The Council of Medical Specialty Societies and the Association of Academic Medical Colleges, with support from the Gordon & Betty Moore Foundation, are hosting a webinar series focused on COVID-19 patient registries. They are being offered free and open to the public.
The second in the series took place on July 8 and addressed the following questions:
- What is required to accelerate availability and access to electronic data sources within registries, highlighting examples from Covid-19?
- What data sources, traditional and novel, are captured and what is their potential to be used for real world evidence?
- What commitments and resources are needed to access data in real time to address organizational and research needs?
Atul Butte, MD, PhD, Chief Data Scientist, University of California Health, served as the moderator. Panelists included:
- Tellen D. Bennett, MD, MS; Section Head, Informatics and Data Science; Associate Professor, Department of Pediatrics, University of Colorado School of Medicine; Attending Physician, Pediatric Intensive Care Unit, Children’s Hospital Colorado Director, Informatics Core, Colorado Clinical and Translational Sciences Institute (CCTSI)
- Andrew Ip, MD, MS; Outcomes and Value Research Division, John Theurer Cancer Center; Hackensack Meridian Health
- Subha Madhavan, PhD, FACMI; Chief Data Scientist, Georgetown University Medical Center
- Jessie Tenenbaum, PhD; Chief Data Officer, NC Department of Health and Human Services
I jotted down quotes, as accurately as I could, hoping to inspire people to watch the webinar if they want to learn more. Transcription errors are mine.
“I think it’s important to disseminate this data into the public because for most people, COVID is still an invisible disease…When we are talking about registries of the future it means putting the numbers all the way out to the patients.”– Atul Butte on why UC Health releases daily updates on Twitter
“The registry of the future should come with sample code so that programmers of the future can quickly get to this kind of data.”– Atul Butte talking about his vision for patient registries even as he and his colleagues deliver on a gear-grinding pivot to deliver daily COVID updates from UC Health’s five academic medical centers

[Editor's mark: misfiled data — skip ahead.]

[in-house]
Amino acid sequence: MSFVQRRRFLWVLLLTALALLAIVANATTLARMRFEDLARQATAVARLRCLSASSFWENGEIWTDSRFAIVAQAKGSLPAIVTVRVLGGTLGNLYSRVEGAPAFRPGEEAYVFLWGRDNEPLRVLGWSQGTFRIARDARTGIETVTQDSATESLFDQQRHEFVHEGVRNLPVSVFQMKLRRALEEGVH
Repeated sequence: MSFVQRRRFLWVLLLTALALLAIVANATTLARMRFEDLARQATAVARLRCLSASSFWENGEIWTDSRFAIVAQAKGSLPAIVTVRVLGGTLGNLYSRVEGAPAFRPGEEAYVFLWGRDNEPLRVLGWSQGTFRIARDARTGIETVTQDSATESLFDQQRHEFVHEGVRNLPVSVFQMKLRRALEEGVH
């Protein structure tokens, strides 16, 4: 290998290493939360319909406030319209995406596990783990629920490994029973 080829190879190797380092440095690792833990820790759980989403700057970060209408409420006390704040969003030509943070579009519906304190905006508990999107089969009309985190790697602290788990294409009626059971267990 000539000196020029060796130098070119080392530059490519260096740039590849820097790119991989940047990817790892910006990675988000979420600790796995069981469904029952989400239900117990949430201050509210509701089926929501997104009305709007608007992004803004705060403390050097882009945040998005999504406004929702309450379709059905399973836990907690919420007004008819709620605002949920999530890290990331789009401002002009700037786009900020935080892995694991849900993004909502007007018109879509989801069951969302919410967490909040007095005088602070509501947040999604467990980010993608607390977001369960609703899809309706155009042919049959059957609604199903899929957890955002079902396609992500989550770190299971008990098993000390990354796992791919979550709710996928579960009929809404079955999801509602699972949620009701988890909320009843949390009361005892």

My thoughts: I appreciate how transparent and open-research-oriented the UC Health data system approach has been under Atul’s leadership.
“There are well-intentioned bad actors in every system — people who want to do the right thing but don’t know how. That’s why education and training in advance of a crisis is so important.”– Subha Madhavan
My thoughts: This goes straight to one of the points I hope we can make in the August 12 webinar I’m moderating focused on patient-generated data: We need to train EVERYONE in the importance of good data collection and systems maintenance. An informed citizen-science population is an excellent bulwark against chaos during a health crisis, at a personal or societal level.
For example, the Body Politic was organized two years before the pandemic hit and its members were able to create a COVID-19 research initiative when the situation required it. I have seen this happen over and over in the personal science movement AND in the peer-to-peer health care movement more generally. We should all work towards a future where everyone has a basic understanding of how to track symptoms and work with other people to solve problems, for example, so that when we need them they are ready.